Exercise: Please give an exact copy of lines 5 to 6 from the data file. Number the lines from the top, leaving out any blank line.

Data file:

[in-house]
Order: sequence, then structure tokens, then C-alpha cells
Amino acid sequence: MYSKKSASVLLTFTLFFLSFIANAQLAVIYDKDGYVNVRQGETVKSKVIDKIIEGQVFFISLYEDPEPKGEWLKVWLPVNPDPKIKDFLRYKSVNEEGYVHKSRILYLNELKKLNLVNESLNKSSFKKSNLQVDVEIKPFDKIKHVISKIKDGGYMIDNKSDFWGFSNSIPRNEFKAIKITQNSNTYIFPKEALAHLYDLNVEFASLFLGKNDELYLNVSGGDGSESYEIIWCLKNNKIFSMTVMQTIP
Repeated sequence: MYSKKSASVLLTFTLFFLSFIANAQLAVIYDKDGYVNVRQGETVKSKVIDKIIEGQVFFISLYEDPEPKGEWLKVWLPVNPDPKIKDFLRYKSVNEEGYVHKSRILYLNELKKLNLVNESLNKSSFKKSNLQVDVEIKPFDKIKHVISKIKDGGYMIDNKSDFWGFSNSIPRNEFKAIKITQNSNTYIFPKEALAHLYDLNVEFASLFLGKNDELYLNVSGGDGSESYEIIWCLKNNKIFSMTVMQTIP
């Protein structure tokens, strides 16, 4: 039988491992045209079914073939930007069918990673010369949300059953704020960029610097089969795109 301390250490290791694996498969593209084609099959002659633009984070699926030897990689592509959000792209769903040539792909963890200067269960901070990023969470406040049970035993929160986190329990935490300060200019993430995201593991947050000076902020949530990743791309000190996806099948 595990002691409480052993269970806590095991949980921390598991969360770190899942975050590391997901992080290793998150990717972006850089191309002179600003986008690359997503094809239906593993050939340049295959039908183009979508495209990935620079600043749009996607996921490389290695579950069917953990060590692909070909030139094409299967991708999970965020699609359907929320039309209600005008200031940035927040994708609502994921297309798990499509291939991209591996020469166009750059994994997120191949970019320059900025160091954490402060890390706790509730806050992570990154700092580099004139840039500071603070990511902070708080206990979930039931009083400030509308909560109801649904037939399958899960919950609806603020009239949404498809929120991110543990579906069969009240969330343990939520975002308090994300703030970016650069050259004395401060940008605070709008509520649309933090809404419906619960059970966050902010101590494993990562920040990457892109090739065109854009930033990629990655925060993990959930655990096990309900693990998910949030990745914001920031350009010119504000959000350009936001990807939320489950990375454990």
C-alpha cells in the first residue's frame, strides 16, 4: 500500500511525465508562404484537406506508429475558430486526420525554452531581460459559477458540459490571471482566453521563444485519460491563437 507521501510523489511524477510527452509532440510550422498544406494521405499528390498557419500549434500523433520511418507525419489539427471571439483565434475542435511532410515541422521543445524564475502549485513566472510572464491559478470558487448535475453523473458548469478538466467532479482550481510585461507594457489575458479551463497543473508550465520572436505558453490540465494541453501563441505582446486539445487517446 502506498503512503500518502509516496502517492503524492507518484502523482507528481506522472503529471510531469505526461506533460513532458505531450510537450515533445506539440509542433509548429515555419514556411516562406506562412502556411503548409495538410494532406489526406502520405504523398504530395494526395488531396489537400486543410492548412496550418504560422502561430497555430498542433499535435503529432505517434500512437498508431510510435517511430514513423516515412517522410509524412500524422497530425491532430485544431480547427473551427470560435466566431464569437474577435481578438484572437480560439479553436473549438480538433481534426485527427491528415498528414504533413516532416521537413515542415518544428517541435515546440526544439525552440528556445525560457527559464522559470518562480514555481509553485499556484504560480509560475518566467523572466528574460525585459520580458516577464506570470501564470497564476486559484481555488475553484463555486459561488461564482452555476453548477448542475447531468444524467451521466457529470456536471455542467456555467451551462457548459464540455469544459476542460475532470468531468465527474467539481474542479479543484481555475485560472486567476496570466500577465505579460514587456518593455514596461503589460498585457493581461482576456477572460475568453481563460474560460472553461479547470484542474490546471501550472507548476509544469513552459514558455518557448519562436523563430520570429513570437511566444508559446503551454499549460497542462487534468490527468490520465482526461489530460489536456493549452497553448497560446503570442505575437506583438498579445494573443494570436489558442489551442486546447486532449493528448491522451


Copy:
């Protein structure tokens, strides 16, 4: 039988491992045209079914073939930007069918990673010369949300059953704020960029610097089969795109 301390250490290791694996498969593209084609099959002659633009984070699926030897990689592509959000792209769903040539792909963890200067269960901070990023969470406040049970035993929160986190329990935490300060200019993430995201593991947050000076902020949530990743791309000190996806099948 595990002691409480052993269970806590095991949980921390598991969360770190899942975050590391997901992080290793998150990717972006850089191309002179600003986008690359997503094809239906593993050939340049295959039908183009979508495209990935620079600043749009996607996921490389290695579950069917953990060590692909070909030139094409299967991708999970965020699609359907929320039309209600005008200031940035927040994708609502994921297309798990499509291939991209591996020469166009750059994994997120191949970019320059900025160091954490402060890390706790509730806050992570990154700092580099004139840039500071603070990511902070708080206990979930039931009083400030509308909560109801649904037939399958899960919950609806603020009239949404498809929120991110543990579906069969009240969330343990939520975002308090994300703030970016650069050259004395401060940008605070709008509520649309933090809404419906619960059970966050902010101590494993990562920040990457892109090739065109854009930033990629990655925060993990959930655990096990309900693990998910949030990745914001920031350009010119504000959000350009936001990807939320489950990375454990």
C-alpha cells in the first residue's frame, strides 16, 4: 500500500511525465508562404484537406506508429475558430486526420525554452531581460459559477458540459490571471482566453521563444485519460491563437 507521501510523489511524477510527452509532440510550422498544406494521405499528390498557419500549434500523433520511418507525419489539427471571439483565434475542435511532410515541422521543445524564475502549485513566472510572464491559478470558487448535475453523473458548469478538466467532479482550481510585461507594457489575458479551463497543473508550465520572436505558453490540465494541453501563441505582446486539445487517446 502506498503512503500518502509516496502517492503524492507518484502523482507528481506522472503529471510531469505526461506533460513532458505531450510537450515533445506539440509542433509548429515555419514556411516562406506562412502556411503548409495538410494532406489526406502520405504523398504530395494526395488531396489537400486543410492548412496550418504560422502561430497555430498542433499535435503529432505517434500512437498508431510510435517511430514513423516515412517522410509524412500524422497530425491532430485544431480547427473551427470560435466566431464569437474577435481578438484572437480560439479553436473549438480538433481534426485527427491528415498528414504533413516532416521537413515542415518544428517541435515546440526544439525552440528556445525560457527559464522559470518562480514555481509553485499556484504560480509560475518566467523572466528574460525585459520580458516577464506570470501564470497564476486559484481555488475553484463555486459561488461564482452555476453548477448542475447531468444524467451521466457529470456536471455542467456555467451551462457548459464540455469544459476542460475532470468531468465527474467539481474542479479543484481555475485560472486567476496570466500577465505579460514587456518593455514596461503589460498585457493581461482576456477572460475568453481563460474560460472553461479547470484542474490546471501550472507548476509544469513552459514558455518557448519562436523563430520570429513570437511566444508559446503551454499549460497542462487534468490527468490520465482526461489530460489536456493549452497553448497560446503570442505575437506583438498579445494573443494570436489558442489551442486546447486532449493528448491522451